This article is from the Fall 2000 AFRMA Rat & Mouse Tales news-magazine.
By Nichole Royer
A House For Your Mouse (or rat) (Cages) - Part 3
This issue we will cover wire cages and miscellaneous cages.
Note: The number of animals appropriate to each cage will vary greatly by the age/sex/size/personality of the specific animals kept, and often a fewer number than indicated would be ideal. The rule of thumb with cages is “the bigger, the better.” Please use good judgment. The opinions expressed are of the author, and may differ from those of other fanciers.
By far, these are the most common housing on the market. Unfortunately, many cages which can be bought are not suitable for rats.
Mice should not be kept in wire cages — period! They are very small and have been known to squeeze through ridiculously narrow spaces between bars. They also have a tendency to stick their heads through bars or ½ x 1 inch wire mesh and get their heads stuck. This usually causes them to panic and ultimately hang themselves.
There are many different brands of cages, some good, some not so good. I am going to specifically mention the ones I use; however, I have not used and cannot talk about them all.
There are a number of things to look at and think about before buying a wire cage. First, consider where you are going to put the cage and how much space you have. The rule of thumb with cages is “the bigger, the better.” If a cage has wire shelves or a wire floor, be sure it is made of ½" by ½" mesh. If the mesh is any bigger, the rats will get their feet caught and break their legs. You can solve this problem with wire shelves by covering them with plastic needle point canvas. Some people like cages with wire bottoms; however, this does put the rats at risk for bumblefoot. Many people simply remove the mesh floor using wire cutters or needle-nose pliers.
It is important to remember that you must be able to remove your rat from their cage, even when they don’t want to come out. Be sure that you can easily reach all corners and floors of the cage. It s important that the door be big enough for not just your hand, but also a full grown rat, plus grabbing little feet.
Remember, our rats are basically ground dwellers. Though they enjoy climbing, they also need adequate floor space. Some cages on the market are very tall with numerous levels, but are extremely narrow. I do not recommend these. A cage should have a base which is at least half as long as the cage is tall.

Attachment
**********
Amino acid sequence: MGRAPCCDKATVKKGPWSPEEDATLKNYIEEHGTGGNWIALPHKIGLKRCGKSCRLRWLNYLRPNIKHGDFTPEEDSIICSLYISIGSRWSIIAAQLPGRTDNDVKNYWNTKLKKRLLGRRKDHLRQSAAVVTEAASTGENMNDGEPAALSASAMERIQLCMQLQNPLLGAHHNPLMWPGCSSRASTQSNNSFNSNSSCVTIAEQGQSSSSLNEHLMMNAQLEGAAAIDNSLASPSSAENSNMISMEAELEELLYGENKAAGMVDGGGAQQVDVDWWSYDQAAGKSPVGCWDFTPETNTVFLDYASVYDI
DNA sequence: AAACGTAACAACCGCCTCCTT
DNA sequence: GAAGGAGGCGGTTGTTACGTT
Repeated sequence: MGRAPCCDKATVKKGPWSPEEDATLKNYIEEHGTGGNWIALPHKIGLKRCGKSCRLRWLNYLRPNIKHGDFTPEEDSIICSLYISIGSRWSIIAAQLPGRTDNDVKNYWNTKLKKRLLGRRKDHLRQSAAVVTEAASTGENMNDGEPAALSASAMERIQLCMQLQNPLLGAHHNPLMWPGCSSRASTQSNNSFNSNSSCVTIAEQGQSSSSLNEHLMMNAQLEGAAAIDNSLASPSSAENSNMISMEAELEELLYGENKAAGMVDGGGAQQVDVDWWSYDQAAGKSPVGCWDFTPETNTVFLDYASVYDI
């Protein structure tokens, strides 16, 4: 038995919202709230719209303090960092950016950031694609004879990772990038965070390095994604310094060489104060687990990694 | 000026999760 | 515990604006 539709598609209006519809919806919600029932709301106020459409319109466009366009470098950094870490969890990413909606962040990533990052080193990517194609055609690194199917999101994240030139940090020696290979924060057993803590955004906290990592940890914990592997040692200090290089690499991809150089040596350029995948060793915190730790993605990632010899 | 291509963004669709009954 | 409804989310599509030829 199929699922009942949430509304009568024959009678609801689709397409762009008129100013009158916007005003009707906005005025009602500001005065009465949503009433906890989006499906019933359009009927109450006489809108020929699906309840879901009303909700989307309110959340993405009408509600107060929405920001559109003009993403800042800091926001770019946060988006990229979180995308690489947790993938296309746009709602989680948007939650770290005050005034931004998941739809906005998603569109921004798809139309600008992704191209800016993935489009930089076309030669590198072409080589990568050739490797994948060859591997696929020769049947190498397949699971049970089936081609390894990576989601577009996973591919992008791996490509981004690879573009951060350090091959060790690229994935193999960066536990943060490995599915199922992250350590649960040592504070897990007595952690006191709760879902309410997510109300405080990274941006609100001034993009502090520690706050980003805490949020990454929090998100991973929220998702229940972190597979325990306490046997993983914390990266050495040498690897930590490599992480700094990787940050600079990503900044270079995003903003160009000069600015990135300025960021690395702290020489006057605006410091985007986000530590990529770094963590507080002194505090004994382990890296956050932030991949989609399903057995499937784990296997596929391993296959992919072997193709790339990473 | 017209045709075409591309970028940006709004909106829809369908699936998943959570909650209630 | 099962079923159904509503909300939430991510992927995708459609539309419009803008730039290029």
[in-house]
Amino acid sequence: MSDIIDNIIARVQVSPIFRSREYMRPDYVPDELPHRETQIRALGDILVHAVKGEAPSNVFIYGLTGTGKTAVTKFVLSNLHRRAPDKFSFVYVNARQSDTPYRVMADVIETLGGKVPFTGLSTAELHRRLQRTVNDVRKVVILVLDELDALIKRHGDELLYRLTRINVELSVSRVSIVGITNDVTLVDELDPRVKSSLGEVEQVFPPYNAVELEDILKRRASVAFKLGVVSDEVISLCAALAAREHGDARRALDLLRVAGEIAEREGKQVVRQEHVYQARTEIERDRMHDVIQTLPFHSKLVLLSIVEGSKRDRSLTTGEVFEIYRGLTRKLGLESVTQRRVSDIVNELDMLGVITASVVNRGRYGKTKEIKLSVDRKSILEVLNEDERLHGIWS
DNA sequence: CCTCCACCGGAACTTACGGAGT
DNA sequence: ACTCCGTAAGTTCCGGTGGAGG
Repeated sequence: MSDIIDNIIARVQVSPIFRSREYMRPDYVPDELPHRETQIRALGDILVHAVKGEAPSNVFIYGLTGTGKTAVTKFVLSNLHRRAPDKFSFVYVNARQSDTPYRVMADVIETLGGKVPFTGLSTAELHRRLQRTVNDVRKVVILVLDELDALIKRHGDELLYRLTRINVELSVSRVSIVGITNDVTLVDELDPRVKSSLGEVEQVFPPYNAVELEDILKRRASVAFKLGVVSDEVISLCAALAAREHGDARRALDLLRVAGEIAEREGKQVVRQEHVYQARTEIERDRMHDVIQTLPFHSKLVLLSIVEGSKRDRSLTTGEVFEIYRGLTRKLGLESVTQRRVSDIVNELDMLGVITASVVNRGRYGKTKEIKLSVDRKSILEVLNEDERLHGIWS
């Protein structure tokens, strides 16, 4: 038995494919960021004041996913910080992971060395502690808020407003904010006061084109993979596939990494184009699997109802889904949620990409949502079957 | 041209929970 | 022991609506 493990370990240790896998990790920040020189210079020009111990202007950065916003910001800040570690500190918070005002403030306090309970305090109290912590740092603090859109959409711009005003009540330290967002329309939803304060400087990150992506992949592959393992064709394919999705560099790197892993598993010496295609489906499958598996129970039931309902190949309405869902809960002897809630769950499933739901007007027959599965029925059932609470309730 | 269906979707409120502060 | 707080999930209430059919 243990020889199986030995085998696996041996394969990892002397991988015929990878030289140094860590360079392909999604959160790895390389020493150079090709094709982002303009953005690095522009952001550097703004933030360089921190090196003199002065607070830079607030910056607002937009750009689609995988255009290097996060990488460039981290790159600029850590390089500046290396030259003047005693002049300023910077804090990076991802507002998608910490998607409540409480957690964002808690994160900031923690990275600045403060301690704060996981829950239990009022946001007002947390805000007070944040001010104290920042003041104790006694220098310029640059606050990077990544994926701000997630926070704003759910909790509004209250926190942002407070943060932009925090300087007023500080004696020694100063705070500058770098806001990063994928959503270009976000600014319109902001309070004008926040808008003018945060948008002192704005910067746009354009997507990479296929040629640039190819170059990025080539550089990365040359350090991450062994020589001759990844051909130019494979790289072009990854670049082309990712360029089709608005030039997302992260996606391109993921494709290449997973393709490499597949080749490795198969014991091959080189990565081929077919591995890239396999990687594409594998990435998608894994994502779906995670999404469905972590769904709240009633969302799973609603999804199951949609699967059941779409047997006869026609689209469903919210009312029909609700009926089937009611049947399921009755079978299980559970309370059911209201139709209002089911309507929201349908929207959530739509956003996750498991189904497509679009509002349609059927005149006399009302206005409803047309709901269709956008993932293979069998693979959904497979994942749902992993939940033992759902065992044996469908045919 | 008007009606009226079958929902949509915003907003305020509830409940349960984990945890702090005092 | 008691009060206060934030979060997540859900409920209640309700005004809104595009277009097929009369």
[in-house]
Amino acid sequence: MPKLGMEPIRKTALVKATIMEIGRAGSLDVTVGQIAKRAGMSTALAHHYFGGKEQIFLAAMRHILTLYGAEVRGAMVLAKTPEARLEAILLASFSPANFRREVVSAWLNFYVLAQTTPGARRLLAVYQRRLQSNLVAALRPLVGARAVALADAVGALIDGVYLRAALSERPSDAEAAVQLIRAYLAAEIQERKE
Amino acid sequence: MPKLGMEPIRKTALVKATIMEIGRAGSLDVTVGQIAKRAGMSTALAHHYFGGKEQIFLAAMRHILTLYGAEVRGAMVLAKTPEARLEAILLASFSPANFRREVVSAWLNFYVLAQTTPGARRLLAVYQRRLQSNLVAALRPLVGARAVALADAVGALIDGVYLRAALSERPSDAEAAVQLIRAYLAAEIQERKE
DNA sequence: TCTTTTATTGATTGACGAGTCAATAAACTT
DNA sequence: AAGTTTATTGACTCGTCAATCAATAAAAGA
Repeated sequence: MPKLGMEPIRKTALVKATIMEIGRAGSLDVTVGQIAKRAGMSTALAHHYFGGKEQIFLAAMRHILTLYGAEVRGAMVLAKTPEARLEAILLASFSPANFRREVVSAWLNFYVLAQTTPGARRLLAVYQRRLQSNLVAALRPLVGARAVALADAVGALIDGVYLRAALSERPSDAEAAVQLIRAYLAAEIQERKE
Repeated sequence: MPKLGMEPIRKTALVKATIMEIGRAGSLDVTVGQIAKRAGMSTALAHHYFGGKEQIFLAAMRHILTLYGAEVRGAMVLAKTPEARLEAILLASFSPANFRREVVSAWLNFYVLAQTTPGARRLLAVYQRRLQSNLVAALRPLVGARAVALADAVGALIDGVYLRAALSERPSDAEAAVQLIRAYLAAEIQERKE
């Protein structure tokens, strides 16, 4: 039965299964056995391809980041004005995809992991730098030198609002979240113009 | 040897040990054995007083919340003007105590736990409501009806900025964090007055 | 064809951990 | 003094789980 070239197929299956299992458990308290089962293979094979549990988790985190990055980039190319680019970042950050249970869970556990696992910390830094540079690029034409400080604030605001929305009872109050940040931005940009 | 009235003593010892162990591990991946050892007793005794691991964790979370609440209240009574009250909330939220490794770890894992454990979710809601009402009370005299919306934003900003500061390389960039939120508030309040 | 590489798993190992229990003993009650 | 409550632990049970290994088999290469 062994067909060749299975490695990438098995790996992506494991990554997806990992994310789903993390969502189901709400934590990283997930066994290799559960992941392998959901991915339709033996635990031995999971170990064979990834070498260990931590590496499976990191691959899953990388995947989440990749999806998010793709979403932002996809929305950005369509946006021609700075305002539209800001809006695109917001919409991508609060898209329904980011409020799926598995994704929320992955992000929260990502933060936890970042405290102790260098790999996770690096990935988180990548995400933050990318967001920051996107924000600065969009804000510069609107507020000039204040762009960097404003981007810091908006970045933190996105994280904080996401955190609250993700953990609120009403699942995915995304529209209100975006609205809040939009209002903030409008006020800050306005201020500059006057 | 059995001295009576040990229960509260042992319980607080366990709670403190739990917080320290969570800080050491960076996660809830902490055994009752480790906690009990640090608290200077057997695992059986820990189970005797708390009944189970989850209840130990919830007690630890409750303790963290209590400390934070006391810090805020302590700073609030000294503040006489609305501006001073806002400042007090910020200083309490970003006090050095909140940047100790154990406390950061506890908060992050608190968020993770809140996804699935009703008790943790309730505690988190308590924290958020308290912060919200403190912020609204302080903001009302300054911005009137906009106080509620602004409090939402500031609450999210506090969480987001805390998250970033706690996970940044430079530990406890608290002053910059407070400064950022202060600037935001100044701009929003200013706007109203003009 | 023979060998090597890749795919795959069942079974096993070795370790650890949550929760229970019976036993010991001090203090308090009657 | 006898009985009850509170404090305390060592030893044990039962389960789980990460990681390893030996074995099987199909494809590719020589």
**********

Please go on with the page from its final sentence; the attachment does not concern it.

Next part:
Photo from Christiane Frost, Berlin, Germany. This elaborate set-up is home to several rats and has lots of room for toys.
Pros: Can be very large, provide great opportunities for behavior enrichment, accessories can easily be added, relatively light weight (until you get into large awkward sizes), great ventilation, animals are very visible.
Cons: Can be very large, can be hard to clean, requires scrubbing/hosing/rinsing, rats will scatter shavings, can be drafty, maintenance is more time consuming, metal can develop an unpleasant odor over time, powder coating makes cleaning simpler.
NOTE: Fern Cages are no longer being manufactured. Look for them used.
These are one of only two brands of cages which I can recommend without hesitation. They were designed with rats in mind, and have been used for some time by southern California fanciers with great success. They were the first cages truly designed with the health and safety of the animals in mind. No question, these are a great buy. Most Fern cages are powder coated, have easily removed pans, solid shelves, and extra large doors. They are easy to clean, give good access to the critters inside, and come in a variety of sizes. The shelves are all made of solid powder-coated metal, which is great because the rats cannot trap their legs and feet in them. On the down side, the solid shelves do collect urine which must be cleaned off daily.
This is a 940 Fern cage. Photo by Craig Robbins.
A 950 Fern cage with 3 shelves. Photo by Craig Robbins.
A 960 Fern cage. Photo by Nichole Royer.
Fern Ferret Cage. Photo by Nichole Royer.